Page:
Assange lawyer Per E Samuelson has confirmed that a criminal complaint has been filed at 09:44 on Tuesday 3 September 2013 with Swedish police authorities. The complaint concerns the likely unlawful seizure of WikiLeaks property on 27 September 2010, following publication of the Afghan War Diaries. Additional affidavits and articles of evidence used in the complaint have been ready for a year, but the filing was held off until now for various reasons.
A similar complaint has been filed in Germany and complaints in two additional jurisdictions are to follow.
Daniel Matthews offers a furtive thought in the context of his resignation
on behalf of pure democracy:
The WikiLeaks Twitter feed is announcing three new insurance files for a total of 400 GB of storage space. No indication is given as to the files' contents.
Edward Snowden has issued a statement to the Huffington Post regarding confusion about his current situation, and Julian Assange has spoken with Australia's The Age in the same vein.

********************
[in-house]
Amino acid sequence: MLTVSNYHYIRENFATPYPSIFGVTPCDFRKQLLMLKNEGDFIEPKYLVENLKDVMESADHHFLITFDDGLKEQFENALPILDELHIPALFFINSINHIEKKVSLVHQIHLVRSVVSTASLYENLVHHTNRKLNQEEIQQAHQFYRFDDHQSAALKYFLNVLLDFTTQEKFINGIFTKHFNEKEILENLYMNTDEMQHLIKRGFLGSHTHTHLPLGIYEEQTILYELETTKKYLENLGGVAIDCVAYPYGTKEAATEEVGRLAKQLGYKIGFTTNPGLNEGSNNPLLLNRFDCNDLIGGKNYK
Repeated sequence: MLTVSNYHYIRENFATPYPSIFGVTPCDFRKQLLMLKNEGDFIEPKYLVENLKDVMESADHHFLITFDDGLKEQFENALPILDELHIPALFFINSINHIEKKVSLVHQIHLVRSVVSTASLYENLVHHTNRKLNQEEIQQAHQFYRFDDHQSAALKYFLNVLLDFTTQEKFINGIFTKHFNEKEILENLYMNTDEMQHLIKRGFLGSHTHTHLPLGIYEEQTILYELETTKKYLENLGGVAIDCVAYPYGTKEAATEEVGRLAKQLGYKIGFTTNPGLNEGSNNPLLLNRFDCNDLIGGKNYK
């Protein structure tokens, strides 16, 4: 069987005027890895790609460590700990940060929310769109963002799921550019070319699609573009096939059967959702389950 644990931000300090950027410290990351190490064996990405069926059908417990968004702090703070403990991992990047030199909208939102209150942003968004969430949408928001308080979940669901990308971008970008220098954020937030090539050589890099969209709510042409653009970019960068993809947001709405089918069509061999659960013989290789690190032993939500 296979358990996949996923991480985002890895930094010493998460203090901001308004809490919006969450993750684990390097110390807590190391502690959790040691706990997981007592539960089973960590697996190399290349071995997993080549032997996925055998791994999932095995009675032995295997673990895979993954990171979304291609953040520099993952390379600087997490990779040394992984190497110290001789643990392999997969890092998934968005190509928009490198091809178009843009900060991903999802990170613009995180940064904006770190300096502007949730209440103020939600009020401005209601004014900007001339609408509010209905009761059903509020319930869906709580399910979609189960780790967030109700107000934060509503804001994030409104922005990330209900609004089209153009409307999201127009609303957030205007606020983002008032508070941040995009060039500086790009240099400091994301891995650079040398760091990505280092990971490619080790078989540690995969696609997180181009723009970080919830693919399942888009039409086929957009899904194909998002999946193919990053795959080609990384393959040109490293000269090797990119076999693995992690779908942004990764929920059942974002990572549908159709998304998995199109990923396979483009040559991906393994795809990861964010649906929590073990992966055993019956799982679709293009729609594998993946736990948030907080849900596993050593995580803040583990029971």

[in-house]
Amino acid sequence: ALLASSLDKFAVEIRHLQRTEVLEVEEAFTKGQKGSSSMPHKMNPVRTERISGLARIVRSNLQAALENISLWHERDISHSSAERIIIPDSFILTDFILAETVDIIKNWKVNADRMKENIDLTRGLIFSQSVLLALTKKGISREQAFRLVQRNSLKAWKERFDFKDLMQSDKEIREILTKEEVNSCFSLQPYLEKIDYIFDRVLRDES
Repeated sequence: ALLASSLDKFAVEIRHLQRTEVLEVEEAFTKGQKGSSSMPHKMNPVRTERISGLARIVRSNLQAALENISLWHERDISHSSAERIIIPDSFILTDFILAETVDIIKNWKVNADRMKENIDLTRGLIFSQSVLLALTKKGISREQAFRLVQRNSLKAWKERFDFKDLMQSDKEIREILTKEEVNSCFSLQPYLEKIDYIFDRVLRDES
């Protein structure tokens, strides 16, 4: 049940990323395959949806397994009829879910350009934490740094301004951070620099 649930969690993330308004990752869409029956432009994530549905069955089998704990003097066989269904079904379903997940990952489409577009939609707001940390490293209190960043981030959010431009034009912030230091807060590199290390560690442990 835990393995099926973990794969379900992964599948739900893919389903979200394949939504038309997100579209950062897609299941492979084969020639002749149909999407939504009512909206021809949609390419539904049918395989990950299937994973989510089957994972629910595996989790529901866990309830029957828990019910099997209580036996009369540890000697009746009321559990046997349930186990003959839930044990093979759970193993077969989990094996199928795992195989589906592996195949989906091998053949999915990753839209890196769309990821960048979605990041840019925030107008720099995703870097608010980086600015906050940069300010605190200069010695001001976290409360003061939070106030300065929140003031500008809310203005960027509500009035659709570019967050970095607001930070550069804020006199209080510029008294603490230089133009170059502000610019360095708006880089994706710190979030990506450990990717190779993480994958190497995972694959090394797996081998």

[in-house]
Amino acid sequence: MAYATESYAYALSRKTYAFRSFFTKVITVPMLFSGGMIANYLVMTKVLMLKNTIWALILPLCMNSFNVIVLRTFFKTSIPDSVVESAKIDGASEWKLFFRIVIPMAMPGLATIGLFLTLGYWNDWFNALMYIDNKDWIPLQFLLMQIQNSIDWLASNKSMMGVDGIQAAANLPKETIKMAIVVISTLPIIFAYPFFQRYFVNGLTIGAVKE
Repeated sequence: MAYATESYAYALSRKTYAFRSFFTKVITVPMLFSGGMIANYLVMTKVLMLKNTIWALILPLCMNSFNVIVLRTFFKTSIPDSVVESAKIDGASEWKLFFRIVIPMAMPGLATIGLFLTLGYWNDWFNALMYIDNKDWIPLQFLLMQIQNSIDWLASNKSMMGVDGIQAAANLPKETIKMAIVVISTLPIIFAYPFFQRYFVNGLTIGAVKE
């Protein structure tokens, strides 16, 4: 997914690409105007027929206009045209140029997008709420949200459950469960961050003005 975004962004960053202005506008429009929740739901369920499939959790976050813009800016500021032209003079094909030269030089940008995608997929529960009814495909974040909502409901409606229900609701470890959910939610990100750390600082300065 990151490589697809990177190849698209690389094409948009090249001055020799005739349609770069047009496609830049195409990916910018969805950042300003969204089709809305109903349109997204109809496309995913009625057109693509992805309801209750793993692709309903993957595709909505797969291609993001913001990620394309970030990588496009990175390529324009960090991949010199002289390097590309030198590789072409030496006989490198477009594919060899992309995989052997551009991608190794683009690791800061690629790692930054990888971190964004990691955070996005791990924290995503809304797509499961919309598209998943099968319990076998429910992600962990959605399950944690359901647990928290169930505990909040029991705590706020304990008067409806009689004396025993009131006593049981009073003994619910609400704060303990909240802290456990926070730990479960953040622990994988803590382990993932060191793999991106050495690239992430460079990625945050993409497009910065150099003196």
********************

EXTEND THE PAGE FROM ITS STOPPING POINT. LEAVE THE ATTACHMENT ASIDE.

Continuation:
Today Bradley Manning reportedly made a statement of remorse in a sentencing hearing at Fort Meade, Maryland. Manning's statement comes towards the end of a court martial trial pursued with unprecedented prosecutorial zeal.
On Friday 9 August 2013, US President Barack Obama addressed the world through a live feed at the White House website. Several topics were discussed, but the main topic - the obvious reason for the address - was of course the revelations about illegal NSA surveillance programmes. Today Julian Assange responds.
Alex Gibney's film "We Steal Secrets" has been derided from the beginning and it met with disastrous results at the box office in the US. Gibney's attempt to market the film to an international audience fared no better.
But criticism of Gibney's film has heretofore concentrated on enumerating the bewildering number of instances of Gibney's sloppy research.
Now Jonathan Cook, the award-winning reporter who once exposed the hidden agenda of the Guardian, writes for Counterpunch, where he takes things a step further and accuses Gibney outright of deliberately misleading the public.